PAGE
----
Energy Policy Thoughts

Our industry makes parts for all different types of energy and transportation. AGMA, our national trade association, was formed, in part, because the growing automotive field needed standardization. Through the past century we have had booms and busts in every sector, but somehow things work themselves out.

It is important to remember that we have customers in many sectors. It is not possible to wish ill towards one sector without it costing the industry a net amount of sales. Take the boom/bust cycle in wind energy. Did you know that in 1920 our country got a full 20 percent of its power from the wind? Much of that power was used to pump water, but a town near Chicago, Batavia, was the world leader in wind turbine generators. Millions of Jacobs Windchargers were sold around the world to charge lead acid batteries that could light a house or a barn or power a radio. They were so reliable that the 1970s back-to-nature movement pulled Windchargers from rural scrap yards and returned them to service.

So why were those turbines in the scrap yard? Because when rural electrification became a national priority, farmers were told they had to take them down if they wanted a connection to the grid. I buy the technical argument that you don’t want to mix 120 volts AC with 6 volts DC, but essentially government policy killed a world-leading technology and it cost people their jobs in Batavia.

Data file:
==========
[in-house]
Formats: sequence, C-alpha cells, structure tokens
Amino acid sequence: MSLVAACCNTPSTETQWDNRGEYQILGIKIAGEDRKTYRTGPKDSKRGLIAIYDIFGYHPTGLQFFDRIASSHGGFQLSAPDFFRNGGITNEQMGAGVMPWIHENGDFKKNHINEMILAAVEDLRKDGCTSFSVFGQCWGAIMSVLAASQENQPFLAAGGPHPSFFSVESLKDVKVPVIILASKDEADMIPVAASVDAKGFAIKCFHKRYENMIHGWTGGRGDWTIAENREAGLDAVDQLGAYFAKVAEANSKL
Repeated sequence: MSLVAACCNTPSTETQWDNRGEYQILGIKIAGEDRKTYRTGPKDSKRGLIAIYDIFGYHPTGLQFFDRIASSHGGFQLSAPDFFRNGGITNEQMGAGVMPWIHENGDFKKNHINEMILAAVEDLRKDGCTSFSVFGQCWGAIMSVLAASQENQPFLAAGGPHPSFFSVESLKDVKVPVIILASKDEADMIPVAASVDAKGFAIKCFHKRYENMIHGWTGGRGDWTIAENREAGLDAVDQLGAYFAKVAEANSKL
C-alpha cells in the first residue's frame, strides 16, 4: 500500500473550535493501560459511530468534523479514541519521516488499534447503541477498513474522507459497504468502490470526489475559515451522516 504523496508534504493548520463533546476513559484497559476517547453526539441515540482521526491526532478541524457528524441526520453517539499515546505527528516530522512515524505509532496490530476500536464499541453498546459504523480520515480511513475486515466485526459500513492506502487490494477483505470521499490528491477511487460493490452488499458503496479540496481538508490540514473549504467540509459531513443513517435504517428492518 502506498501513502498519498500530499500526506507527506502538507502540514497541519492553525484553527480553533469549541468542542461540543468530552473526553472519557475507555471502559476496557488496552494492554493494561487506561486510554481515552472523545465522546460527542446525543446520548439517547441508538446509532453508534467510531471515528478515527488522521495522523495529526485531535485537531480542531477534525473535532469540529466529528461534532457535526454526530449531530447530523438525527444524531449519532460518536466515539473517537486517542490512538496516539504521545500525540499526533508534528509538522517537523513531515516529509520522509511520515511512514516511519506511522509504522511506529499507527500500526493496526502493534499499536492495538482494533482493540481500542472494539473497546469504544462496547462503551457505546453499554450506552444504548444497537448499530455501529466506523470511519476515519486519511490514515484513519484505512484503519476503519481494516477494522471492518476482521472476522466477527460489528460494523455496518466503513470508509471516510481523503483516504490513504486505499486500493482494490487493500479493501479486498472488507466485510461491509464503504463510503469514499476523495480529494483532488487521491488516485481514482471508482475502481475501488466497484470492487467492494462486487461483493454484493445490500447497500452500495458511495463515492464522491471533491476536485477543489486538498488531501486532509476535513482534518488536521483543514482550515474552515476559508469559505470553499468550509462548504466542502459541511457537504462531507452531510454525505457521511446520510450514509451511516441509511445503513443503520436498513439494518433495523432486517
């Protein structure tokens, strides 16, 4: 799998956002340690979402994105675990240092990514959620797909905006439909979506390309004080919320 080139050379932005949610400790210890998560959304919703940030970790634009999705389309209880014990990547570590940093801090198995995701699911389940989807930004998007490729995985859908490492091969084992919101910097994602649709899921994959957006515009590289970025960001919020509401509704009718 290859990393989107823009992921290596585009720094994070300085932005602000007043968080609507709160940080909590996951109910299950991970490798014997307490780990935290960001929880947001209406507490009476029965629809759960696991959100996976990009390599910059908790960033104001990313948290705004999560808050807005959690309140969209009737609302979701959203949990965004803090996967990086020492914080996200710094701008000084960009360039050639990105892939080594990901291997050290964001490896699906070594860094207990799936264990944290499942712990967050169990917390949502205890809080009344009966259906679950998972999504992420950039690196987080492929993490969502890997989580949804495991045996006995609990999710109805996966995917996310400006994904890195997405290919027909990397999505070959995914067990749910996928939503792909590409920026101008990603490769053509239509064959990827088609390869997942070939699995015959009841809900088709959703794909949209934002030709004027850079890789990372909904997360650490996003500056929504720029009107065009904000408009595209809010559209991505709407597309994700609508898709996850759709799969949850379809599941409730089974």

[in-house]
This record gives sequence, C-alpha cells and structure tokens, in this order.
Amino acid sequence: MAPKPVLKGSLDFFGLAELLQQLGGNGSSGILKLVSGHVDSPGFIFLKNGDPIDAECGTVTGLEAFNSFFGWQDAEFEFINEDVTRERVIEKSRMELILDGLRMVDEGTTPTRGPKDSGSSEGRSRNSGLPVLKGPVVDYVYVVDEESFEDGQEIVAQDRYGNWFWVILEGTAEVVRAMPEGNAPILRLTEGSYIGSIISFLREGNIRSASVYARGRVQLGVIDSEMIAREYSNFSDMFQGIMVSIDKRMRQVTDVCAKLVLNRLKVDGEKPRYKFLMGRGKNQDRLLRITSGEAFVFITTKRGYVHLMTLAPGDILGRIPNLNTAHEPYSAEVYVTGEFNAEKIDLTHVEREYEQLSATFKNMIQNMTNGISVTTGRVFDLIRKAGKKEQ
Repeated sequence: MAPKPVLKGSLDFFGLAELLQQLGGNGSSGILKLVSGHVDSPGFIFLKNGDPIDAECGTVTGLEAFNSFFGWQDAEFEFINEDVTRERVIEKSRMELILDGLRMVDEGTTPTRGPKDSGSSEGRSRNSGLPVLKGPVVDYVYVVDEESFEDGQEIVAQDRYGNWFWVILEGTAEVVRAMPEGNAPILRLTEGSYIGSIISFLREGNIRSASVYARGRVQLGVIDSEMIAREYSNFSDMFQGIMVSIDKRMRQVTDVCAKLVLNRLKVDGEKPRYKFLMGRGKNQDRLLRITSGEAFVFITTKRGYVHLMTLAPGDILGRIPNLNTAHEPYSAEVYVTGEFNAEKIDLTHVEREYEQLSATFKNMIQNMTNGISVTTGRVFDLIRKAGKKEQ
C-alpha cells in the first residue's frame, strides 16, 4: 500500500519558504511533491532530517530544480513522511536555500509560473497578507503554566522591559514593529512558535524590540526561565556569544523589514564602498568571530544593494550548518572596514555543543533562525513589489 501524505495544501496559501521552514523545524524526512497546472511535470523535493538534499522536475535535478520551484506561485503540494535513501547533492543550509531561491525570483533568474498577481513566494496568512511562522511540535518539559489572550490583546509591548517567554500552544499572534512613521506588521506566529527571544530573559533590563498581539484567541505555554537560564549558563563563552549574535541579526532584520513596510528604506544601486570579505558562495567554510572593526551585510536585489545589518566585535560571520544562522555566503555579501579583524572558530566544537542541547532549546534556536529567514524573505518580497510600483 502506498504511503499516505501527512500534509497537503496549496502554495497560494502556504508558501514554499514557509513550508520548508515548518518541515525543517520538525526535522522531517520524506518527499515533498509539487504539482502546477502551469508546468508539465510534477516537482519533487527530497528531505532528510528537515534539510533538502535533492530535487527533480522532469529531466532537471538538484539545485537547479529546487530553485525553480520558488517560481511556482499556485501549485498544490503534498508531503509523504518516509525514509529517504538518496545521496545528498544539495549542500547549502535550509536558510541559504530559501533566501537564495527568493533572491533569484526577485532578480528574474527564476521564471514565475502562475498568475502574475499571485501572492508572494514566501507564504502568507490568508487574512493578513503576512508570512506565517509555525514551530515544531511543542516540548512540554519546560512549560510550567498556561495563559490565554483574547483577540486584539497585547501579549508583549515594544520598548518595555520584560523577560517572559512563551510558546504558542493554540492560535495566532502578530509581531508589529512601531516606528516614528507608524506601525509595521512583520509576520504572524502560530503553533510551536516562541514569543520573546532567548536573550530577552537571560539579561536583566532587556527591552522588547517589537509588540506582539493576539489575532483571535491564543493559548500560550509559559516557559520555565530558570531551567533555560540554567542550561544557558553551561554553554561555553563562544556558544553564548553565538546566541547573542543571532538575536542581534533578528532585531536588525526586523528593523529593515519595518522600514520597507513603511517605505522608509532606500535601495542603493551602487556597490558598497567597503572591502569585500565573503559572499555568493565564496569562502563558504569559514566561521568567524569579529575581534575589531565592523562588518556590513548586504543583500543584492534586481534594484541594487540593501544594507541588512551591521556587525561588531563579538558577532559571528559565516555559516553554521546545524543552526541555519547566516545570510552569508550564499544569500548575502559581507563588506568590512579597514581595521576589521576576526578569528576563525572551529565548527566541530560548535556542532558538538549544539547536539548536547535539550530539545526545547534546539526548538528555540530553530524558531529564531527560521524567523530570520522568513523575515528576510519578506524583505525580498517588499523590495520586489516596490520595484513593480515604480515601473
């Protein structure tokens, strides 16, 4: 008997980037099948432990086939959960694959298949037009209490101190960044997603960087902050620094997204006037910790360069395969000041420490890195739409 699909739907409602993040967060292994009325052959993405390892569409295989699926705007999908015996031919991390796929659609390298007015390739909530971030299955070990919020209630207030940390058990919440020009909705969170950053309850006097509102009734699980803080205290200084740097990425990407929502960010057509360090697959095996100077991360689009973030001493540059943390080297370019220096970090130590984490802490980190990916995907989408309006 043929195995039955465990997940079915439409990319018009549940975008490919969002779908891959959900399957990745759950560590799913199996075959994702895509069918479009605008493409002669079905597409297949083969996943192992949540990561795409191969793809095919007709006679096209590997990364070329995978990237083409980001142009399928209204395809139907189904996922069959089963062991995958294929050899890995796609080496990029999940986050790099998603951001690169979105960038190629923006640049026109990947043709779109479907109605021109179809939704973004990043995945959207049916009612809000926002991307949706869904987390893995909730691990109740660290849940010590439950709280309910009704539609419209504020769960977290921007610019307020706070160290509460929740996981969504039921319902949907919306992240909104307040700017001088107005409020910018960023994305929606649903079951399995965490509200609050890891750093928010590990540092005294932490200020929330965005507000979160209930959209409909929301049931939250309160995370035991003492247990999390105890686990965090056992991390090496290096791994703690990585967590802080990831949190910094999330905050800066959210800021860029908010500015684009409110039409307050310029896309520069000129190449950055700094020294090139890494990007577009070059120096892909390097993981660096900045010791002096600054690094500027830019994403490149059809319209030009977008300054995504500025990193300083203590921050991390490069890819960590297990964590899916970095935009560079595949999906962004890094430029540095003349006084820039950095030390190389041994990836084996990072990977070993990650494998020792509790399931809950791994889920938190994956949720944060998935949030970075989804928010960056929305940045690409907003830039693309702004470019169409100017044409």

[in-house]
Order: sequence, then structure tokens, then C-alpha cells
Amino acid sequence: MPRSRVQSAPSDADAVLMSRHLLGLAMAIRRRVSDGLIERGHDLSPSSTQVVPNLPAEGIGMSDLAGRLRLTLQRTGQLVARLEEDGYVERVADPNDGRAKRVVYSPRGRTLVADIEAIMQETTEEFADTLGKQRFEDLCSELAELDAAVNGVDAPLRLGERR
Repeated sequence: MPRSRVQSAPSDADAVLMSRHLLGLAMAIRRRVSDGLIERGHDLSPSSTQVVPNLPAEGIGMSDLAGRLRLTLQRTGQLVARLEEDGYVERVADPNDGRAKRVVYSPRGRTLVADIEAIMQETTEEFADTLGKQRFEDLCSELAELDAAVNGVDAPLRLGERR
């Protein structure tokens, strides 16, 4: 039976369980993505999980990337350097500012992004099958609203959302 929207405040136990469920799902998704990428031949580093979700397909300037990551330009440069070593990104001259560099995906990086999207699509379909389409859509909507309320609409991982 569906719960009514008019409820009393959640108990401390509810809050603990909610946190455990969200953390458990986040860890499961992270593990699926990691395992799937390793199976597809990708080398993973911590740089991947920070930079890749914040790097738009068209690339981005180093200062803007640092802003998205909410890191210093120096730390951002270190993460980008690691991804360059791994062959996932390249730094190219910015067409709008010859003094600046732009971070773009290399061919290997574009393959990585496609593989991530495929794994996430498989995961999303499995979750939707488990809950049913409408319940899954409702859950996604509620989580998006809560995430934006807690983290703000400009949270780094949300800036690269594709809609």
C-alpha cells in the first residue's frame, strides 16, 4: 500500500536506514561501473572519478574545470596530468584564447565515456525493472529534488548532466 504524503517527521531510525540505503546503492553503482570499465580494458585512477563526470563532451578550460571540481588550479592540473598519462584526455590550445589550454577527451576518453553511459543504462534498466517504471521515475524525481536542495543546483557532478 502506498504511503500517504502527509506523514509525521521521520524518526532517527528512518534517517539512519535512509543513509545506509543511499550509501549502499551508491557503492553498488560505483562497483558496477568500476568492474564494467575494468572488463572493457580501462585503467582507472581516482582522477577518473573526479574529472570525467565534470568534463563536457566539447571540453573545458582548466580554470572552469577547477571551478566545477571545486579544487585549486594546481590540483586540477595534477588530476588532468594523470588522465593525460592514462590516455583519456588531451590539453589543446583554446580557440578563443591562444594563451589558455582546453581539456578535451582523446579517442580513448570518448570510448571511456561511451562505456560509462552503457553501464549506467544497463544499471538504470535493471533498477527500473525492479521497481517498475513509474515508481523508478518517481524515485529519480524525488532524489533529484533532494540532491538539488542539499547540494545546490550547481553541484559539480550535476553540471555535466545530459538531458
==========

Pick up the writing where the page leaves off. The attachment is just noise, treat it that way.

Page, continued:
You can argue that it created more jobs than it cost, but if you were a blade carver that was hardly a consolation. In the same way were many different types of propulsion in cars and trucks in 1916. We let the market decide on what was best; for the longest time that has been the gasoline-fueled Otto cycle piston engine. Along the way our sloppy engineering of these motors nearly choked us in smog. It might not have been severe in your town but it was life threatening on some days in some locations.

Should the marketplace alone be able to damage some peoples’ health and livelihood? The adoption of air and water quality rules has made the United States a leader in these important fields. And they created jobs.

There are no simple answers to complex questions. What helps one group may adversely impact another group. Just something to keep in mind when discussing policy changes in the months ahead.

About Charles D. Schultz 534 Articles
Charles D. Schultz is President of Beyta Gear Service and one of Gear Technology's technical editors.

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